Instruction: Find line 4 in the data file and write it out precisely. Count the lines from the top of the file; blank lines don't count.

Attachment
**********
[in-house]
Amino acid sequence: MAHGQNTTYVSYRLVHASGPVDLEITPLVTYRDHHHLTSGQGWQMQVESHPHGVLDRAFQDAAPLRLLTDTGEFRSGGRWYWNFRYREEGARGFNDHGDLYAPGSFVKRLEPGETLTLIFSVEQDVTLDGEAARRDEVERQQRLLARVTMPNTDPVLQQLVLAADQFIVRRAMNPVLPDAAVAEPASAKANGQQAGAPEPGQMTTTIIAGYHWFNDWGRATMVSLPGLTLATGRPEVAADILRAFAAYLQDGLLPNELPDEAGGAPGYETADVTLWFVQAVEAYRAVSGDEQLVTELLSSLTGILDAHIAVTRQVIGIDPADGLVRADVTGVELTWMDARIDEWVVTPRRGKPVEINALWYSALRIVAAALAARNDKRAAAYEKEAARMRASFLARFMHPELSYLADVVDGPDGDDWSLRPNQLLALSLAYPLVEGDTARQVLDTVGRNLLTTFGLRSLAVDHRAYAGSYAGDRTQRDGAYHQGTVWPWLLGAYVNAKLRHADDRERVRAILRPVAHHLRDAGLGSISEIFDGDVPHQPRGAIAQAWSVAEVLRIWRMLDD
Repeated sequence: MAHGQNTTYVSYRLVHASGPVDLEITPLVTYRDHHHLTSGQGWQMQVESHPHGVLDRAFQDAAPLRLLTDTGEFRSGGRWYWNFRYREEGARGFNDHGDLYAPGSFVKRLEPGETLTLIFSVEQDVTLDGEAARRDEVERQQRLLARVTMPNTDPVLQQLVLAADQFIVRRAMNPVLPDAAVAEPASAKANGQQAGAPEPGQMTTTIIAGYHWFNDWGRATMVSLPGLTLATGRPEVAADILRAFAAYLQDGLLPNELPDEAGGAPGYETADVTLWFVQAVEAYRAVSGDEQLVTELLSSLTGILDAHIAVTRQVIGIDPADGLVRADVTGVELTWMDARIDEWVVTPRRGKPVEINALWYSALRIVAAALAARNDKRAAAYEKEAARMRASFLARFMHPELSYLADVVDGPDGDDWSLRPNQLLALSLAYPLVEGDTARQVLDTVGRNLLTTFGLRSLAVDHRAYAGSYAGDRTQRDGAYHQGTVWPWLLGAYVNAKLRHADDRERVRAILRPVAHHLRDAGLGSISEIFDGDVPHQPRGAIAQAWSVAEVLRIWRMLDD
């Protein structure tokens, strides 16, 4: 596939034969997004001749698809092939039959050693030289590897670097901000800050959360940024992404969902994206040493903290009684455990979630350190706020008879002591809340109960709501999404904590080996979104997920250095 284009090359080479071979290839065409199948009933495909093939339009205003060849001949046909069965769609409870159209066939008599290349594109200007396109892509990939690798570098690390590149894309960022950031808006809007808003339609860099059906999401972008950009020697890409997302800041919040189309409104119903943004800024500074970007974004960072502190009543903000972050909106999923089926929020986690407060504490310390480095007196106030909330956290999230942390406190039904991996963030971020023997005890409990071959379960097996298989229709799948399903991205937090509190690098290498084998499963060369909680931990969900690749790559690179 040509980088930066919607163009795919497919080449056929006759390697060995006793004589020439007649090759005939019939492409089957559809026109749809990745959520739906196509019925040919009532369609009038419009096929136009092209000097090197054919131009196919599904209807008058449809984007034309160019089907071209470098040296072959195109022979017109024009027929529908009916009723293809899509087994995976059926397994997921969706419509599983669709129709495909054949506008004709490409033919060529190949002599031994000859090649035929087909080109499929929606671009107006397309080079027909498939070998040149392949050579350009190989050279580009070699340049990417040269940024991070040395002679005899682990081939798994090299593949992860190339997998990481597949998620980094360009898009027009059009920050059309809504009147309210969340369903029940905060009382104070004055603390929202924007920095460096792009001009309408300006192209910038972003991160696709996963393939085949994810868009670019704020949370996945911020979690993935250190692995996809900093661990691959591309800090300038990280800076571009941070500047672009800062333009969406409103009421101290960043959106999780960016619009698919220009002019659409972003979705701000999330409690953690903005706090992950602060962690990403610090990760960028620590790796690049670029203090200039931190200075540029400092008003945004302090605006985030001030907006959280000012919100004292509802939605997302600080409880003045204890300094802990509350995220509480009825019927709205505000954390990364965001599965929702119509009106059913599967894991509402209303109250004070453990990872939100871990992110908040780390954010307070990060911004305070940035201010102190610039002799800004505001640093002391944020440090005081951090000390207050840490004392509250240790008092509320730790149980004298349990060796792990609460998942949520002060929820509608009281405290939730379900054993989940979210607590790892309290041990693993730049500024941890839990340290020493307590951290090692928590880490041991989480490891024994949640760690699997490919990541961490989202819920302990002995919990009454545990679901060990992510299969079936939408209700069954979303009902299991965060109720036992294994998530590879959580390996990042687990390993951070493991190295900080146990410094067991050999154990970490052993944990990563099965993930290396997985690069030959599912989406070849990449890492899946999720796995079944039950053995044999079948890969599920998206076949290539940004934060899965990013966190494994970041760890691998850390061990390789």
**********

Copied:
């Protein structure tokens, strides 16, 4: 596939034969997004001749698809092939039959050693030289590897670097901000800050959360940024992404969902994206040493903290009684455990979630350190706020008879002591809340109960709501999404904590080996979104997920250095 284009090359080479071979290839065409199948009933495909093939339009205003060849001949046909069965769609409870159209066939008599290349594109200007396109892509990939690798570098690390590149894309960022950031808006809007808003339609860099059906999401972008950009020697890409997302800041919040189309409104119903943004800024500074970007974004960072502190009543903000972050909106999923089926929020986690407060504490310390480095007196106030909330956290999230942390406190039904991996963030971020023997005890409990071959379960097996298989229709799948399903991205937090509190690098290498084998499963060369909680931990969900690749790559690179 040509980088930066919607163009795919497919080449056929006759390697060995006793004589020439007649090759005939019939492409089957559809026109749809990745959520739906196509019925040919009532369609009038419009096929136009092209000097090197054919131009196919599904209807008058449809984007034309160019089907071209470098040296072959195109022979017109024009027929529908009916009723293809899509087994995976059926397994997921969706419509599983669709129709495909054949506008004709490409033919060529190949002599031994000859090649035929087909080109499929929606671009107006397309080079027909498939070998040149392949050579350009190989050279580009070699340049990417040269940024991070040395002679005899682990081939798994090299593949992860190339997998990481597949998620980094360009898009027009059009920050059309809504009147309210969340369903029940905060009382104070004055603390929202924007920095460096792009001009309408300006192209910038972003991160696709996963393939085949994810868009670019704020949370996945911020979690993935250190692995996809900093661990691959591309800090300038990280800076571009941070500047672009800062333009969406409103009421101290960043959106999780960016619009698919220009002019659409972003979705701000999330409690953690903005706090992950602060962690990403610090990760960028620590790796690049670029203090200039931190200075540029400092008003945004302090605006985030001030907006959280000012919100004292509802939605997302600080409880003045204890300094802990509350995220509480009825019927709205505000954390990364965001599965929702119509009106059913599967894991509402209303109250004070453990990872939100871990992110908040780390954010307070990060911004305070940035201010102190610039002799800004505001640093002391944020440090005081951090000390207050840490004392509250240790008092509320730790149980004298349990060796792990609460998942949520002060929820509608009281405290939730379900054993989940979210607590790892309290041990693993730049500024941890839990340290020493307590951290090692928590880490041991989480490891024994949640760690699997490919990541961490989202819920302990002995919990009454545990679901060990992510299969079936939408209700069954979303009902299991965060109720036992294994998530590879959580390996990042687990390993951070493991190295900080146990410094067991050999154990970490052993944990990563099965993930290396997985690069030959599912989406070849990449890492899946999720796995079944039950053995044999079948890969599920998206076949290539940004934060899965990013966190494994970041760890691998850390061990390789």